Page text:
I second the "check the grounds" comment.
In fact, do more than check them, beef them up!
It is easy to create a "ground" problem when the head unit is operated off of the boat's main electrical system and the amps are wired directly to the battery. The amplifier's job is to take a tiny signal comming from the head and turn it into a large signal. The problem is that the amplifier references everything to what it considers to be "ground", which is usually a very close approximation of what is on the battery due to some really beefy cables connecting it to the battery.
The head unit, on the other hand, generally picks up its version of "ground" from up under the dash, after is has run half way around the boat, through the engine compartment, through the cable harness that connects the engine to the dash, and then a distribution panel. Any surge of current (like a pulse from the depth sounder) will create a slight shift in the "ground" voltage due to the voltage drop in the wiring. The amplifier seens this and can't distinguish it from signal.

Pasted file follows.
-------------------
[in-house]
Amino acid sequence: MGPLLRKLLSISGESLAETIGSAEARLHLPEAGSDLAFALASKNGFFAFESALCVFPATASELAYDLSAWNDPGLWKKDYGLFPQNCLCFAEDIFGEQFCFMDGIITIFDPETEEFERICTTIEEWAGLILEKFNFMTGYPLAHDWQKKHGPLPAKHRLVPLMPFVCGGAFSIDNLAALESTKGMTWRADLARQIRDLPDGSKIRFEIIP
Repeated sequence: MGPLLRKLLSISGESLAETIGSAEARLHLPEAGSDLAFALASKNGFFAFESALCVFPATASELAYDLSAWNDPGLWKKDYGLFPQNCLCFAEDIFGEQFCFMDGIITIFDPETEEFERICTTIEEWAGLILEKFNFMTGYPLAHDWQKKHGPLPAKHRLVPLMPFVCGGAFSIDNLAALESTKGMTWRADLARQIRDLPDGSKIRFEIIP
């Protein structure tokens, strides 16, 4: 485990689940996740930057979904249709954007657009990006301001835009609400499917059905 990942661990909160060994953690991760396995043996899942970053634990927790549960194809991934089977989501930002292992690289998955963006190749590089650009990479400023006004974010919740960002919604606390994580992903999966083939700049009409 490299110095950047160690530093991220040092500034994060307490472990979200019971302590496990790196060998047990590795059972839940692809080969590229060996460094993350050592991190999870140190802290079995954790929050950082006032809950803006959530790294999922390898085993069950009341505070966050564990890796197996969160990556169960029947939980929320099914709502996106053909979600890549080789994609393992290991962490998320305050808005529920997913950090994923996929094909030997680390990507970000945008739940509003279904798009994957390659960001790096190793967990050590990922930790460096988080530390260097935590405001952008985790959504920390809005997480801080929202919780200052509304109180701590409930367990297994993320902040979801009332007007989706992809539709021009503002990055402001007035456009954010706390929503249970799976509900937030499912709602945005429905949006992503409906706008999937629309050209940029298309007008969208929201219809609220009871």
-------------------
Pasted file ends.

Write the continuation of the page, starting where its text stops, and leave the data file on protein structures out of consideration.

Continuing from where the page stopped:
The solution is to make a direct ground connection between the head unit and the amplifier. If you can get up behind the head unit then there is usually a good spot to connect a ground to, often doubling as a rear mount to hold the back of the head unit up. Use something like #12 or #14 wire and then run it to the Negative terminal of the amplifier.